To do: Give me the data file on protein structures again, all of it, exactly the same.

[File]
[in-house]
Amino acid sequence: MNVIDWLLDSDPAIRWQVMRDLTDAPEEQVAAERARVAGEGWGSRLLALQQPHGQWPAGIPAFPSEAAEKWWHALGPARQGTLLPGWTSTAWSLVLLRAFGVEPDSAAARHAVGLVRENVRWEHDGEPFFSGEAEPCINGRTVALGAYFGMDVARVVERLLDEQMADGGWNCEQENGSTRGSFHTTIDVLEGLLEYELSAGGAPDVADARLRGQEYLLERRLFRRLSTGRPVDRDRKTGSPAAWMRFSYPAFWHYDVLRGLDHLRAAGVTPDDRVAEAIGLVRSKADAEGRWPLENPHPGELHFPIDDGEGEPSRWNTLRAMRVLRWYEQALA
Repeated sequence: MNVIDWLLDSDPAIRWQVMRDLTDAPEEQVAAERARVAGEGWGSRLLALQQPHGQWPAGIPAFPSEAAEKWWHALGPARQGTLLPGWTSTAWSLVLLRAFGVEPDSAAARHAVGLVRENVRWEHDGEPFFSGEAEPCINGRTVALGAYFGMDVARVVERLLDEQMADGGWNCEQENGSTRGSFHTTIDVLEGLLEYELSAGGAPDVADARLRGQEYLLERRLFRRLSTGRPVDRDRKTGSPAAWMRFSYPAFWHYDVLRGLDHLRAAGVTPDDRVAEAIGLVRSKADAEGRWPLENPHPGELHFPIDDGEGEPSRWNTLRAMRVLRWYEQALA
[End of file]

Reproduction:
[in-house]
Amino acid sequence: MNVIDWLLDSDPAIRWQVMRDLTDAPEEQVAAERARVAGEGWGSRLLALQQPHGQWPAGIPAFPSEAAEKWWHALGPARQGTLLPGWTSTAWSLVLLRAFGVEPDSAAARHAVGLVRENVRWEHDGEPFFSGEAEPCINGRTVALGAYFGMDVARVVERLLDEQMADGGWNCEQENGSTRGSFHTTIDVLEGLLEYELSAGGAPDVADARLRGQEYLLERRLFRRLSTGRPVDRDRKTGSPAAWMRFSYPAFWHYDVLRGLDHLRAAGVTPDDRVAEAIGLVRSKADAEGRWPLENPHPGELHFPIDDGEGEPSRWNTLRAMRVLRWYEQALA
Repeated sequence: MNVIDWLLDSDPAIRWQVMRDLTDAPEEQVAAERARVAGEGWGSRLLALQQPHGQWPAGIPAFPSEAAEKWWHALGPARQGTLLPGWTSTAWSLVLLRAFGVEPDSAAARHAVGLVRENVRWEHDGEPFFSGEAEPCINGRTVALGAYFGMDVARVVERLLDEQMADGGWNCEQENGSTRGSFHTTIDVLEGLLEYELSAGGAPDVADARLRGQEYLLERRLFRRLSTGRPVDRDRKTGSPAAWMRFSYPAFWHYDVLRGLDHLRAAGVTPDDRVAEAIGLVRSKADAEGRWPLENPHPGELHFPIDDGEGEPSRWNTLRAMRVLRWYEQALA